Behave OR Be Well3 min read

Ask any Board Certified Behavior Analyst, and they will likely tell you that ABA therapy is the go-to treat­ment for self-injurious behav­iors (SIB) IF the indi­vidual is diag­nosed with an Intellectual or Development Disability.

What they won’t tell you, though, is how ABA uti­lizes abu­sive and inhu­mane prac­tices like “blocking” a vul­ner­able child from accessing their own per­sonal self-regulatory strate­gies (like flap­ping and rocking) in order to inten­tion­ally trigger duress. They do this so they can ana­lyze the behavior in con­text of the “social envi­ron­ment” without ever fac­toring in per­sonal rela­tion­ships. Why?

Because you can’t mea­sure human con­nec­tion.

What is humane about “blocking” Little Bobby’s hand flapping/sensory reg­u­la­tion tech­nique (coping mech­a­nism) by restraining his wrists with the pre­med­i­tated pur­pose of inten­tion­ally trig­gering an episode of self-injurious behavior?

In ABA, you only ana­lyze what you observe, and you are trained to observe for one of three things to be hap­pening.

But don’t worry, no inves­ti­ga­tion is too dif­fi­cult for an ABA ther­a­pist. They all know that all behavior is almost always moti­vated by one of four func­tions:

1. Attention Seeking

2. Demand Avoidance

3. Access to Tangibles

4. Sensory Stimulation

I’ll note that although Sensory Stimulation is listed as a fourth moti­vator, I would argue that the first three moti­va­tors all have some­thing to do with sen­sory reg­u­la­tion. Hypersensitivity is reported con­sis­tently across the spec­trum, not to men­tion, neu­ro­science has shown us vis­ible proof.

When sen­si­tive chil­dren are mis­un­der­stood, dis­em­pow­ered, and patron­ized with treats like jelly beans, it dam­ages their sense of self.

It is also ABA.

A simple lens switch could pre­vent so much trauma. In mental health, for those who are not Intellectually or Developmentally dis­abled, those with Self-Injurious Behaviors (like cut­ting and addic­tion) are viewed from a human­istic point of view. What moti­vates SIB from this per­spec­tive?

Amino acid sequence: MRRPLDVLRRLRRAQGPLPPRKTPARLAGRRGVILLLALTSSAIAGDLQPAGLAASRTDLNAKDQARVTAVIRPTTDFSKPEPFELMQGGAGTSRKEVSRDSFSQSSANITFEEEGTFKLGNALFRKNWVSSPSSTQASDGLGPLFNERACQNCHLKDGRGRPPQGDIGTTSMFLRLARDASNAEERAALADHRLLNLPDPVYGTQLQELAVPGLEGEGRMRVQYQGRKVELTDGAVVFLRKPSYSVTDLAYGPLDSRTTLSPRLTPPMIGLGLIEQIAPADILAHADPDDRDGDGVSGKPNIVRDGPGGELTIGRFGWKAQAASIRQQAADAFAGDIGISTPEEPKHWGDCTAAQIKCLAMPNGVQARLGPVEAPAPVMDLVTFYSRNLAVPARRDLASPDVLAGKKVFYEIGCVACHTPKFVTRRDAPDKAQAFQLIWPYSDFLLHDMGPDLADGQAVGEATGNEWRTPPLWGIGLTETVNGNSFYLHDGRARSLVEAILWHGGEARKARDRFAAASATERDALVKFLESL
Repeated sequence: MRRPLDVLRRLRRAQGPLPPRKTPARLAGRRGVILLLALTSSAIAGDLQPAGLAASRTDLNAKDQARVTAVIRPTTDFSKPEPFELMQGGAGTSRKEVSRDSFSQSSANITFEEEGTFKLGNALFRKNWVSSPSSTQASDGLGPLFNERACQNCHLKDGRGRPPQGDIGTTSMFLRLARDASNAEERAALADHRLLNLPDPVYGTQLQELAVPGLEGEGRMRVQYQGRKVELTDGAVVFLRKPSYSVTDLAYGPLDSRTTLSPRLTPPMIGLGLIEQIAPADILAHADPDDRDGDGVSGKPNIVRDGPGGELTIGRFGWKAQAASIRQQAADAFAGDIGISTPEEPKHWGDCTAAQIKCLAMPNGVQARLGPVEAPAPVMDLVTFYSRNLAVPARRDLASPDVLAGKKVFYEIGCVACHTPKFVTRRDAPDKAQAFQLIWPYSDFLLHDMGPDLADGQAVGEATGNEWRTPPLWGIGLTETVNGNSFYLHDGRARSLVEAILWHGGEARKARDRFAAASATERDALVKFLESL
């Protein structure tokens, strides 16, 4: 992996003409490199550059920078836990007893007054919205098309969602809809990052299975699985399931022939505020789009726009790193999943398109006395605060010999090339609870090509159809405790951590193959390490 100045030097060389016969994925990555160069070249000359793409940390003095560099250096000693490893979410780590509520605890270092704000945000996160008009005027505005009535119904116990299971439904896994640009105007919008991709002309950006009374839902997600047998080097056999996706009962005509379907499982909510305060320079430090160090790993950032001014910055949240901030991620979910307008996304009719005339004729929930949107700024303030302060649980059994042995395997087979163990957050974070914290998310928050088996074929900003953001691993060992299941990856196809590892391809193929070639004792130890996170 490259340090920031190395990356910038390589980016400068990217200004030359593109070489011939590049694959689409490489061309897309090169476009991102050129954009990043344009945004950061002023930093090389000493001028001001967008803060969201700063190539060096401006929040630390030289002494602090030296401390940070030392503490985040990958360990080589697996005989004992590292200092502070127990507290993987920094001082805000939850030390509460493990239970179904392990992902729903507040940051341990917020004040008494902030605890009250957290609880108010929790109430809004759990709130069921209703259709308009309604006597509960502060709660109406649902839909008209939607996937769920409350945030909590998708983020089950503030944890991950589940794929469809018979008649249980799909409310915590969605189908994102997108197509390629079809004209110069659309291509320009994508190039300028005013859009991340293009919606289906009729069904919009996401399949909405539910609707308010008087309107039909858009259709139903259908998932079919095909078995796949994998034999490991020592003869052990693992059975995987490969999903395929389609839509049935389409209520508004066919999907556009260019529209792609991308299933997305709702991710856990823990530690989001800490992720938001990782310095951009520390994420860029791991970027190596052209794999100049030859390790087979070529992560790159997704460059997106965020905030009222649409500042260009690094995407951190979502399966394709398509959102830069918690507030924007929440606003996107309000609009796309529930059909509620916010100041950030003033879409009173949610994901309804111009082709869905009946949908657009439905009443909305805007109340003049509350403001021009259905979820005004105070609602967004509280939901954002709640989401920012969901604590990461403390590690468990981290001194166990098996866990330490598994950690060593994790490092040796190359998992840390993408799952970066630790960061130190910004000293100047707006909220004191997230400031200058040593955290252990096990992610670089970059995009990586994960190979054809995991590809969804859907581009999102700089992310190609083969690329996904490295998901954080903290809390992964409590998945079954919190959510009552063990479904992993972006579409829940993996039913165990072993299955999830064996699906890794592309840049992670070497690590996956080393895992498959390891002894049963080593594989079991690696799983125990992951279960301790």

1. Insecure attach­ments

2. Inadequate self-regulatory skills

3. Over sen­si­tivity to emo­tional dis­tress

Why is it that when a kid has an ID/DD diag­nosis, their inter­ven­tion doesn’t con­sider that they are human beings with thoughts and feel­ings and value? Instead, they are exposed to abu­sive com­pli­ance training, often dis­guised as “Skills Training.” The lucky ones will learn to tol­erate things that they should not have to tol­erate, and the most spir­ited end up on the…

ABA-to-Institution Pipeline.

When you look at the moti­va­tors iden­ti­fied in mental health, you see that the oppo­site is done in ABA.

From a mental health per­spec­tive, building a safe rela­tion­ship with the ther­a­pist is key.

ABA cre­ates inse­cure attach­ments because the ther­a­pists inten­tion­ally form manip­u­la­tive rela­tion­ships when they use their clients as sci­ence exper­i­ments. They use a tech­nique called pairing which asso­ciates the ABA tech­ni­cian with rewards and toys only avail­able when they’re there.

ABA ther­a­pists also inten­tion­ally block self-regulatory skills (stun­ning) and with­hold com­fort objects in order to do their sci­ence exper­i­ments.

Here is a break­down of how that works in behav­iorist…

“One expla­na­tion is that SIB may pro­duce both rein­forcing and aver­sive con­se­quences, and self-restraint occurs to avoid or escape the aver­sive con­se­quences SIB pro­duces (see Fisher & Iwata, 1996, for a detailed dis­cus­sion). When an FA [func­tional analysis] of SIB is con­ducted, if self-restraint occurs to the exclu­sion of SIB, it may not be pos­sible to iden­tify the func­tion of SIB. In these cases, blocking self-restraint may be nec­es­sary to observe SIB and deter­mine its func­tion” (Fisher, Grace, & Murphy, 1996; Lerman, Iwata, Smith, & Vollmer, 1994).

In other words, if a child is keeping from self harm by using some other tech­nique, the ABA prac­ti­tioner will have to block that tech­nique to drive the child to self-harm.

ABA therapy does not address a child’s mental health needs, but it cer­tainly causes a lot of emo­tional trauma.

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  1. Interesting. The “therapy” sup­pos­edly intended to help autis­tics “fit in” in order to avoid a life­time of bul­lying & abuse by neu­rotyp­i­cals… *con­sists entirely of bul­lying & abuse by neu­rotyp­i­cals.*
    This is my shocked face.

    Do you all really still believe this is just a coin­ci­dence? Do you really?

    The goal of therapy is not actu­ally to help any­body, there, I said it. It’s merely to enforce con­for­mity, at the expense of health or hap­pi­ness.
    Look at NT society (I refuse to include us in “society” because the truth is, we are NOT included, & we should not WANT to be!).
    Neurotypical society has been con­trolled by so-called “mental health experts” for gen­er­a­tions now, and look at it, really LOOK AT IT. It’s no coin­ci­dence that it’s chaos. The goal of “mental health & therapy” is not to make people well, it is to harm them make them con­form to a harmful society.
    NT society is nothing but a meat-grinder. And the harder autis­tics try to con­form to that, the more it’s going to hurt. We need to stop trying to be like them, & stop let­ting them force us to try to be like them.

  2. This is a good point. Taking away kids’ coping skills is only going to make their behavior more “dif­fi­cult” in the long run because the emo­tional cost is huge.

    Tearing away at emo­tion reg­u­la­tion in the name of con­for­mity doesn’t help kids fit into society; it breaks them.

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